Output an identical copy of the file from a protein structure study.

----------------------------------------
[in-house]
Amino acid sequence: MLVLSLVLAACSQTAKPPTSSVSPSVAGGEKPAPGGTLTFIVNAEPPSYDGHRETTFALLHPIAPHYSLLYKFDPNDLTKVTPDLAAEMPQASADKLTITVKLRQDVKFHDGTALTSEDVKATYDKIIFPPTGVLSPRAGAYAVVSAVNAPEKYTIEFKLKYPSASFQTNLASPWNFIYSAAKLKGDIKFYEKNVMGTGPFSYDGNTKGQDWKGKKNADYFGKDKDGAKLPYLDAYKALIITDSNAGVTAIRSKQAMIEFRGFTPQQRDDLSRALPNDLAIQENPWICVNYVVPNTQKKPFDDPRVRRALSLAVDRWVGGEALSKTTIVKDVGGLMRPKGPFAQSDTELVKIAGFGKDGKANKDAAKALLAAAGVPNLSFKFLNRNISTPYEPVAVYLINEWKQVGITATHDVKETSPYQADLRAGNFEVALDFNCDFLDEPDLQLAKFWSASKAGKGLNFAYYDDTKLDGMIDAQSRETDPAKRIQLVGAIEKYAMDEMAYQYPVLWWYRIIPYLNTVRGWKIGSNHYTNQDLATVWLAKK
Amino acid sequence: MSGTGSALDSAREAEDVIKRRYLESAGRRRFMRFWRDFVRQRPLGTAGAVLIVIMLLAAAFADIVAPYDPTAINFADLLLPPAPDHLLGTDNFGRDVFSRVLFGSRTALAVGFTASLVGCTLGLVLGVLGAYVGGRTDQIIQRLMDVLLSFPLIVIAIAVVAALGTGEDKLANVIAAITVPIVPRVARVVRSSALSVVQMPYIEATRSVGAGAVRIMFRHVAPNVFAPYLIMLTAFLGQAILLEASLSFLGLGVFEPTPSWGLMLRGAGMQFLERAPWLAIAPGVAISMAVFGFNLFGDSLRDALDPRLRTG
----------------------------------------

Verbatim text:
[in-house]
Amino acid sequence: MLVLSLVLAACSQTAKPPTSSVSPSVAGGEKPAPGGTLTFIVNAEPPSYDGHRETTFALLHPIAPHYSLLYKFDPNDLTKVTPDLAAEMPQASADKLTITVKLRQDVKFHDGTALTSEDVKATYDKIIFPPTGVLSPRAGAYAVVSAVNAPEKYTIEFKLKYPSASFQTNLASPWNFIYSAAKLKGDIKFYEKNVMGTGPFSYDGNTKGQDWKGKKNADYFGKDKDGAKLPYLDAYKALIITDSNAGVTAIRSKQAMIEFRGFTPQQRDDLSRALPNDLAIQENPWICVNYVVPNTQKKPFDDPRVRRALSLAVDRWVGGEALSKTTIVKDVGGLMRPKGPFAQSDTELVKIAGFGKDGKANKDAAKALLAAAGVPNLSFKFLNRNISTPYEPVAVYLINEWKQVGITATHDVKETSPYQADLRAGNFEVALDFNCDFLDEPDLQLAKFWSASKAGKGLNFAYYDDTKLDGMIDAQSRETDPAKRIQLVGAIEKYAMDEMAYQYPVLWWYRIIPYLNTVRGWKIGSNHYTNQDLATVWLAKK
Amino acid sequence: MSGTGSALDSAREAEDVIKRRYLESAGRRRFMRFWRDFVRQRPLGTAGAVLIVIMLLAAAFADIVAPYDPTAINFADLLLPPAPDHLLGTDNFGRDVFSRVLFGSRTALAVGFTASLVGCTLGLVLGVLGAYVGGRTDQIIQRLMDVLLSFPLIVIAIAVVAALGTGEDKLANVIAAITVPIVPRVARVVRSSALSVVQMPYIEATRSVGAGAVRIMFRHVAPNVFAPYLIMLTAFLGQAILLEASLSFLGLGVFEPTPSWGLMLRGAGMQFLERAPWLAIAPGVAISMAVFGFNLFGDSLRDALDPRLRTG